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Please be aware that this old REACH registration data factsheet is no longer maintained; it remains frozen as of 19th May 2023.

The new ECHA CHEM database has been released by ECHA, and it now contains all REACH registration data. There are more details on the transition of ECHA's published data to ECHA CHEM here.

Diss Factsheets

Administrative data

short-term repeated dose toxicity: dermal
Data waiving:
exposure considerations
Justification for data waiving:
a short-term toxicity study does not need to be conducted because exposure of humans via the dermal route in production and/or use is not likely as based on the provided thorough and rigorous exposure assessment
Justification for type of information:

As stated in 8.6.1. of annex VIII and 8.6.2. of Annex IX, repeated toxicity testing needs to be performed using the most appropriate route of administration, having regard to the likely route of human exposure. Also according to 8.6.1. of annex VIII and 8.6.2. of Annex IX, testing by the dermal route is appropriate if:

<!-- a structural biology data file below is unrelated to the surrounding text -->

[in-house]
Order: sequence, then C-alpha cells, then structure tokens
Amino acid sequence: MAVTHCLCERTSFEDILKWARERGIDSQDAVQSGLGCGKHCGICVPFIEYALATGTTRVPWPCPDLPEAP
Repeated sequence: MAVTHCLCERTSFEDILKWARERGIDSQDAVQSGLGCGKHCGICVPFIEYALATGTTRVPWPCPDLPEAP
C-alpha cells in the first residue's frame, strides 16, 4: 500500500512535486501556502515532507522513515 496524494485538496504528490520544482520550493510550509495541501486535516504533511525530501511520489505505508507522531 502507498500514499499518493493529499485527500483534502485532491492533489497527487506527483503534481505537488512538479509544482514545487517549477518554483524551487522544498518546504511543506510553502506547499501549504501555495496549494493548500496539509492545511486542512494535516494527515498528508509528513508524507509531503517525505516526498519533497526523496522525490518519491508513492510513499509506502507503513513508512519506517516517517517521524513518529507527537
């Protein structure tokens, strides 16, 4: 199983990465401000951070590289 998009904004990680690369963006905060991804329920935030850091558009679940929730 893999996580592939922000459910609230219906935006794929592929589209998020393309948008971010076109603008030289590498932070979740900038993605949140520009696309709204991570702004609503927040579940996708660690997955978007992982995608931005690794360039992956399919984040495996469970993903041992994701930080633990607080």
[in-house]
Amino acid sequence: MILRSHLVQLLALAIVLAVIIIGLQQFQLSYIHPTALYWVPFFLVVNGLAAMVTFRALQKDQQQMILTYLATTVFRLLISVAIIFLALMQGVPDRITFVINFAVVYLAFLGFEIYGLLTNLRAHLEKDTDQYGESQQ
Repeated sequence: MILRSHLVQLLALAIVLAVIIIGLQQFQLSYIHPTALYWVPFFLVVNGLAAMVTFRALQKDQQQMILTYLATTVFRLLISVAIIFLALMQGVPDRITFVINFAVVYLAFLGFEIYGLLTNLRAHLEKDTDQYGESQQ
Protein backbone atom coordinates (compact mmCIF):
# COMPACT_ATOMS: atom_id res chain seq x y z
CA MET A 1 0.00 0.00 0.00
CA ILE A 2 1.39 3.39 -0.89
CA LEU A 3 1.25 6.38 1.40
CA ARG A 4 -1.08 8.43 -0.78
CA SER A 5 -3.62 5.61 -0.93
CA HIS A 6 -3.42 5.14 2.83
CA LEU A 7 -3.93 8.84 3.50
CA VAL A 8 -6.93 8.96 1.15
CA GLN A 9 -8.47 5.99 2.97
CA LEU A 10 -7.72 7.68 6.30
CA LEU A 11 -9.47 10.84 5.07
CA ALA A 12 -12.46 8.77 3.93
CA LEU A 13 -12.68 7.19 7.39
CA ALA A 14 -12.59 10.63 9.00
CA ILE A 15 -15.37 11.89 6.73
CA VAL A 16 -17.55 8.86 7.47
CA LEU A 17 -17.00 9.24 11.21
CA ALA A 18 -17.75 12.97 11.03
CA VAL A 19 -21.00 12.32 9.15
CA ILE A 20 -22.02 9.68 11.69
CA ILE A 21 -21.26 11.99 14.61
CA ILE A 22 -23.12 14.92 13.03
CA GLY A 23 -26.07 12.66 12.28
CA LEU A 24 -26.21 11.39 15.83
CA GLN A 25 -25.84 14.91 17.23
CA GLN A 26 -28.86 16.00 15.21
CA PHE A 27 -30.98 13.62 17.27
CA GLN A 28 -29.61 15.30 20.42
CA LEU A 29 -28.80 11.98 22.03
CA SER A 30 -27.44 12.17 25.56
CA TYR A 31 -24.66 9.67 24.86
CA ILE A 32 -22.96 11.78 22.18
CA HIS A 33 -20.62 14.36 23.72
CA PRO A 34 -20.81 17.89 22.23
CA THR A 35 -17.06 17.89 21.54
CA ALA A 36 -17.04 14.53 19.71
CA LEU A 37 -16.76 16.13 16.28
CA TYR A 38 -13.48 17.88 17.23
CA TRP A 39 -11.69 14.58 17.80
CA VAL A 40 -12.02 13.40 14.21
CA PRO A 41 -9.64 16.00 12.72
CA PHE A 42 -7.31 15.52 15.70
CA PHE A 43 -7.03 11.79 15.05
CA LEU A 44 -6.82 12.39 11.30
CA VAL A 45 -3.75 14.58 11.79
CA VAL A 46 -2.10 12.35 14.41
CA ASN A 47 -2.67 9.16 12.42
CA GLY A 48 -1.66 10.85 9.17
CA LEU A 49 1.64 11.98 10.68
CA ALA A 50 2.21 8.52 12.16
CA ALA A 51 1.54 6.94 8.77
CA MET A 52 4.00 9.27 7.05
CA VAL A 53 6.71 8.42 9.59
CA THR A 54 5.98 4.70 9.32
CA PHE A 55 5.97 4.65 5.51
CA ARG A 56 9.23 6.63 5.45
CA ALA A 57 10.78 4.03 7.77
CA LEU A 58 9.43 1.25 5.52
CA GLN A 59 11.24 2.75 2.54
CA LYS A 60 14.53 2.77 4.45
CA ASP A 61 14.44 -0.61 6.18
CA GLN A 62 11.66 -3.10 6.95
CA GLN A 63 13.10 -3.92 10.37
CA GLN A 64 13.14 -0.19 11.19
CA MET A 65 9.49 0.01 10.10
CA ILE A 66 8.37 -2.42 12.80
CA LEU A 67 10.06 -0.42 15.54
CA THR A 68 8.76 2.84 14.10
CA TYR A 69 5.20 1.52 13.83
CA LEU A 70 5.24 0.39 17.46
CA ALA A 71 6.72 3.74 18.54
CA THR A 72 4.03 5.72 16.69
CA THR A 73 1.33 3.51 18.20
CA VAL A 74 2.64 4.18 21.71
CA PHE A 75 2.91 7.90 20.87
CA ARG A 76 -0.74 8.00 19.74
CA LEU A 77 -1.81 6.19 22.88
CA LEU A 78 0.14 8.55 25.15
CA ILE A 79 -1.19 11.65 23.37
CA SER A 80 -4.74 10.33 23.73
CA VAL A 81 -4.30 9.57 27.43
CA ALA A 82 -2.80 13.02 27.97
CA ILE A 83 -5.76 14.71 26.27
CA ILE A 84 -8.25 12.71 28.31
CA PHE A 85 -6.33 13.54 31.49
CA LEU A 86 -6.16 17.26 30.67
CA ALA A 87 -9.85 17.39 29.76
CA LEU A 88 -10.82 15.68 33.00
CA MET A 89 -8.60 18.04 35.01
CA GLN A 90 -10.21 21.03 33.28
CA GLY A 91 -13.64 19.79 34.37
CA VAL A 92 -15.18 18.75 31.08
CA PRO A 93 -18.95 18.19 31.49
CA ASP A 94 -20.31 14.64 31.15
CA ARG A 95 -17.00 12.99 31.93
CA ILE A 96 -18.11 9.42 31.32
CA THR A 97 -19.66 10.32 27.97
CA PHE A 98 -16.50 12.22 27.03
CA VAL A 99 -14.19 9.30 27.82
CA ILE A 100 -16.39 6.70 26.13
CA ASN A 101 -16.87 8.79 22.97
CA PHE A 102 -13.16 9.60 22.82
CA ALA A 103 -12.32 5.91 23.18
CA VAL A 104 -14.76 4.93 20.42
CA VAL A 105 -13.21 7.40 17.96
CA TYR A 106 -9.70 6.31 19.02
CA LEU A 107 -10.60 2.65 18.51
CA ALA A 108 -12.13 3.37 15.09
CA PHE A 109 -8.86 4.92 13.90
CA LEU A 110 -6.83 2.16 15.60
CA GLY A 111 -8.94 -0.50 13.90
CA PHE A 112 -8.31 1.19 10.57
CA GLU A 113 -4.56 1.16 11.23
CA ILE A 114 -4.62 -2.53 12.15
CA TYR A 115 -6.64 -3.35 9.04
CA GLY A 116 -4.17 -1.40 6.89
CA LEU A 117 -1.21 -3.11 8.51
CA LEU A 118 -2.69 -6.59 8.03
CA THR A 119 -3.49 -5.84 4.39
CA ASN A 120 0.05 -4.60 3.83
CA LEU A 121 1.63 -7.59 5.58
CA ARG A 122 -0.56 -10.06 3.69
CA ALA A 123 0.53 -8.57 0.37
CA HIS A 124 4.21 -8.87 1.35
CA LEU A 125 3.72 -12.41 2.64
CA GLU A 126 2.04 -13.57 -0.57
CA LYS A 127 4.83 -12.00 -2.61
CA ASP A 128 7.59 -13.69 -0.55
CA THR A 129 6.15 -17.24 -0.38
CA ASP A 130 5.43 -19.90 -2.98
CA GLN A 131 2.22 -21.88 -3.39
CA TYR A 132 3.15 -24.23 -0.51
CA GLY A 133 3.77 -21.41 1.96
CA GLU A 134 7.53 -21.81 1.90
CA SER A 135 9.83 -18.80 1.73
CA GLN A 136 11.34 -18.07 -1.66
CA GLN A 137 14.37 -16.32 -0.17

(1) skin contact in production and/or use is likely; and
(2) the physicochemical properties suggest a significant rate of absorption through the skin; and
(3) one of the following conditions is met:
- toxicity is observed in the acute dermal toxicity test at lower doses than in the oral toxicity test, or
- systemic effects or other evidence of absorption is observed in skin and/or eye irritation studies, or
- in vitro tests indicate significant dermal absorption, or
- significant dermal toxicity or dermal penetration is recognised for structurally-related substances.

1,1-dichloroethene is used in industrial settings and its physiochemical characteristics (high volatility, high flammability) require well confined systems. Therefore, significant dermal exposures are unlikely. Moreover even though 1,1-dichloroethene shows a certain potential for dermal absorption, its high volatility will most probably cause that the toxic dose via the dermal route will be lower as compared to the inhaled or oral route. This latter assumption is supported by the observations made by Fasano et al., 2008, where the in vitro dermal absorption study was hindered by the high volatility of 1,1-dichloroethene. Based on the above, it is considered that repeated dose toxicity testing via dermal route can be waived.

Data source

Materials and methods

Results and discussion

Target system / organ toxicity

Critical effects observed:
not specified

Applicant's summary and conclusion